PetSmart is also an example of how Black Friday offerings go well beyond the consumer electronics space, which had traditionally hogged much of the spotlight on that day. Other types of companies are now seeing opportunities to differentiate themselves during the season. 

For example, rum brand Blue Chair Bay is taking a contrarian approach to Black Friday by dubbing it “Blue Friday,” promoting relaxation instead of shopping. The company is holding a Facebook contest in which the grand prize is a trip to a beach.

“Everybody's duking it out with the lowest price and the earliest opening hours, but how do you represent a point of difference? What other kind of experience can you offer?” asks Rob Bratskeir, EVP, creative director, and GM of the New York office at 360 Public Relations. “So much of it is white noise after a while, so what else can you talk about?”

The impact of Cyber Monday
Cyber Monday, the Monday after Thanksgiving and a day when many online retail promotions take place, has also raised the stakes for brands on Black Friday and throughout the holiday season.

“Cyber Monday is equally as big now,” explains Michael Olguin, founder and president of Formula PR. “We've become such an online shopping marketplace, but also more of a technology consumer – it's definitely raised the bar.”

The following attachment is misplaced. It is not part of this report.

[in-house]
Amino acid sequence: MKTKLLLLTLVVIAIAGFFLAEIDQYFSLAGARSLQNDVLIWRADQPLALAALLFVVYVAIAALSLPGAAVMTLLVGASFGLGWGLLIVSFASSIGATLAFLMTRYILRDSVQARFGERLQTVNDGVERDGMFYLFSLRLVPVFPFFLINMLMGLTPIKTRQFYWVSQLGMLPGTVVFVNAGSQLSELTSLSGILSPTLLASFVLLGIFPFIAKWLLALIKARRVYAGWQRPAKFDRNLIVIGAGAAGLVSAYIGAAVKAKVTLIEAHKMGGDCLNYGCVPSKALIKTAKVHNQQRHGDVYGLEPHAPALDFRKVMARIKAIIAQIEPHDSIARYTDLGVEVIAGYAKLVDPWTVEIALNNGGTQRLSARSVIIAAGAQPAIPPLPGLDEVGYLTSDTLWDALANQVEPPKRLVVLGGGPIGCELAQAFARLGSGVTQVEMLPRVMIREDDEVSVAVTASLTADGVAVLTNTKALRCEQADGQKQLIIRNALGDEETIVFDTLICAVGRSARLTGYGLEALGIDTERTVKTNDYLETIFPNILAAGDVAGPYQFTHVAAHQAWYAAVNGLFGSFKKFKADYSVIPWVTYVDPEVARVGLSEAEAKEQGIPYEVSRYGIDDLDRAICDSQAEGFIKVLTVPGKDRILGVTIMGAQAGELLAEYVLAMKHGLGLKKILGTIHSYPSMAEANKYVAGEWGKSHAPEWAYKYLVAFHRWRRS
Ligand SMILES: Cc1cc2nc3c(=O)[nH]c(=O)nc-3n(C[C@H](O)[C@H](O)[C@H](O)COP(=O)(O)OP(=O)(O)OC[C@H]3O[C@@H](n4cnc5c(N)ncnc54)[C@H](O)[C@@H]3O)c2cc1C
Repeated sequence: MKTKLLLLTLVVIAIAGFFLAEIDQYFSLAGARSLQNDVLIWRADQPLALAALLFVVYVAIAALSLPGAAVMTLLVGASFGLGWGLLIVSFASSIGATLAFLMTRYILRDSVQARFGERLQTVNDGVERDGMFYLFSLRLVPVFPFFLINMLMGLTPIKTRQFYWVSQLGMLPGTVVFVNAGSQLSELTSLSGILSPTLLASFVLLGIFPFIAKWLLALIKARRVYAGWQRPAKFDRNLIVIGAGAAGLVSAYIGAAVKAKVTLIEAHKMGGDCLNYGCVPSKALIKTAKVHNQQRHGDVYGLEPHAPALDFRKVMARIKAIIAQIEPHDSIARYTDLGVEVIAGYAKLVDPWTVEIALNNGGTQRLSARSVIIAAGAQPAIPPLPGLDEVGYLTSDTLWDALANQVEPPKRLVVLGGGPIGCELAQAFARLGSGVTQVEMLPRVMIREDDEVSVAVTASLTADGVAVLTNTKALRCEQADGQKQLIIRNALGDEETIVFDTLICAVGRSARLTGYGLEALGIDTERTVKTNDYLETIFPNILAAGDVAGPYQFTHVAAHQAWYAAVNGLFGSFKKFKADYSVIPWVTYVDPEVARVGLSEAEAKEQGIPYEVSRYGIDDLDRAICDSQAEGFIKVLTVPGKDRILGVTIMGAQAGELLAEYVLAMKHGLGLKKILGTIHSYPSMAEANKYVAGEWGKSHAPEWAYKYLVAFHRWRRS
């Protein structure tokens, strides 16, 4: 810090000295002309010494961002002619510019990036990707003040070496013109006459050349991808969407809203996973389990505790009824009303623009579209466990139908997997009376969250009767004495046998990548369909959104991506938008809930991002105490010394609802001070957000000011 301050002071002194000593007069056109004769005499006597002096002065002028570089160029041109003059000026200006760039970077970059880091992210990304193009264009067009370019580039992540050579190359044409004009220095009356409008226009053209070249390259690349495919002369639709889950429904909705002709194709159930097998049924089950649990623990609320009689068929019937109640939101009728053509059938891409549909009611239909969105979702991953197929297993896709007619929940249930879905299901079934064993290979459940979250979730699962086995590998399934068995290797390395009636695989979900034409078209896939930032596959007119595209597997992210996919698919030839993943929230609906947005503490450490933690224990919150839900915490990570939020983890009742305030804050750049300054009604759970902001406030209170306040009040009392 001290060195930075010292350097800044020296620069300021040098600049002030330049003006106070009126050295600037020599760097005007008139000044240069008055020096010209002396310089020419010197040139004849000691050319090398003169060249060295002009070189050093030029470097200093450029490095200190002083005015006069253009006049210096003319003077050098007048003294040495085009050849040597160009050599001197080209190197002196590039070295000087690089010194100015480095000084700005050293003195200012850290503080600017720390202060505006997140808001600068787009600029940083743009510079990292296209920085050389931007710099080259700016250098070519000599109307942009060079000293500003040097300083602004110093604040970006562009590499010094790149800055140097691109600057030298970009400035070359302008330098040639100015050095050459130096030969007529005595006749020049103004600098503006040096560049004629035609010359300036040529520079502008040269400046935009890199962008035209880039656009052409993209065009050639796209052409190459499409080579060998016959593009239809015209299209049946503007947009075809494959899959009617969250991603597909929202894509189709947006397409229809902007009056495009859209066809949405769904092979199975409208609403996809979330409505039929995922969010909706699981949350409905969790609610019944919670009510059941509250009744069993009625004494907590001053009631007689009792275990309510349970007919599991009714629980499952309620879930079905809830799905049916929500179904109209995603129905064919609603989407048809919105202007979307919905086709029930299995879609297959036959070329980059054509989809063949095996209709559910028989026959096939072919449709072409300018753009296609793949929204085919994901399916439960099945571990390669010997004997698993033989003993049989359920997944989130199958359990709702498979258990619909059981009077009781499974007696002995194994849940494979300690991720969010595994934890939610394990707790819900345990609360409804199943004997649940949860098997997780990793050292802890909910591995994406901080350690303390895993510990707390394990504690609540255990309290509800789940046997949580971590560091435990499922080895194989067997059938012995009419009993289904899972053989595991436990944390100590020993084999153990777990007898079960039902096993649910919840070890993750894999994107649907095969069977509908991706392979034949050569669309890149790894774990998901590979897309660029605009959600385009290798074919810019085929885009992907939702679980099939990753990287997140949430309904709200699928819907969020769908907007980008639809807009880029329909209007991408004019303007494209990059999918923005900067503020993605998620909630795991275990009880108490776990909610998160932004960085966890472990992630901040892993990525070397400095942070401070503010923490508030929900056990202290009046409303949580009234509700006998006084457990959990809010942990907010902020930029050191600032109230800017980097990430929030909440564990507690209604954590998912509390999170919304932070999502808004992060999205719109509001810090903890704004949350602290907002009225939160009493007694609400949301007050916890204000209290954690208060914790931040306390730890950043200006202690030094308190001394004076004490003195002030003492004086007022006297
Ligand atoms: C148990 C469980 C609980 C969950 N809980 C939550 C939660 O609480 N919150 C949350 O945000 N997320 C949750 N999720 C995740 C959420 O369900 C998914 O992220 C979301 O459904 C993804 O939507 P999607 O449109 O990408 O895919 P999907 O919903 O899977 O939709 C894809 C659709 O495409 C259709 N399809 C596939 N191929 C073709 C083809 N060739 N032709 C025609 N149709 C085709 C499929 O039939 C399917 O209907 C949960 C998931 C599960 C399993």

Consumers are more often choosing to wait for online offers rather than in-store deals during the hectic holiday season. To keep pace with this change, it is imperative for companies' marketing and PR teams to collaborate, say communications executives.

“[Brands] have to create as much of an integrated experience as they can. If they have a plan just built on a single channel, such as email blasts, but nothing connects to each other, they're going to miss out,” says Margaret Murphy, president of Olson's 1to1 loyalty and CRM practice. “We're busy during the holidays. If you communicate with us and flow through that path, we're going to give you more of a chance.”

For the first time, FedEx is forecasting that its busiest day of this year – and in company history – will be Cyber Monday on December 2. The company ships about 10 million packages on an average day, but on its busiest day, that number more than doubles to approximately 22 million.

FedEx and its communications team prepare for the holiday season year-round, planning initiatives to highlight new offerings such as FedEx One Rate, its flat-rate shipping option. This week, the company unveiled its “FedEx One Rate, Countless Possibilities through Education” holiday giving program. For every shipment sent with One Rate, and for social media messages using the hashtag #countlesspossibilities, FedEx will donate $1 to Teach for America.

“The point is that we are fully integrated now,” explains Patrick Fitzgerald, SVP of integrated marketing and communications at FedEx. “For those launches, how we communicate and market using channels from social and online to traditional TV and PR, it's all integrated together to ensure we have a consistent and effective voice to customers.”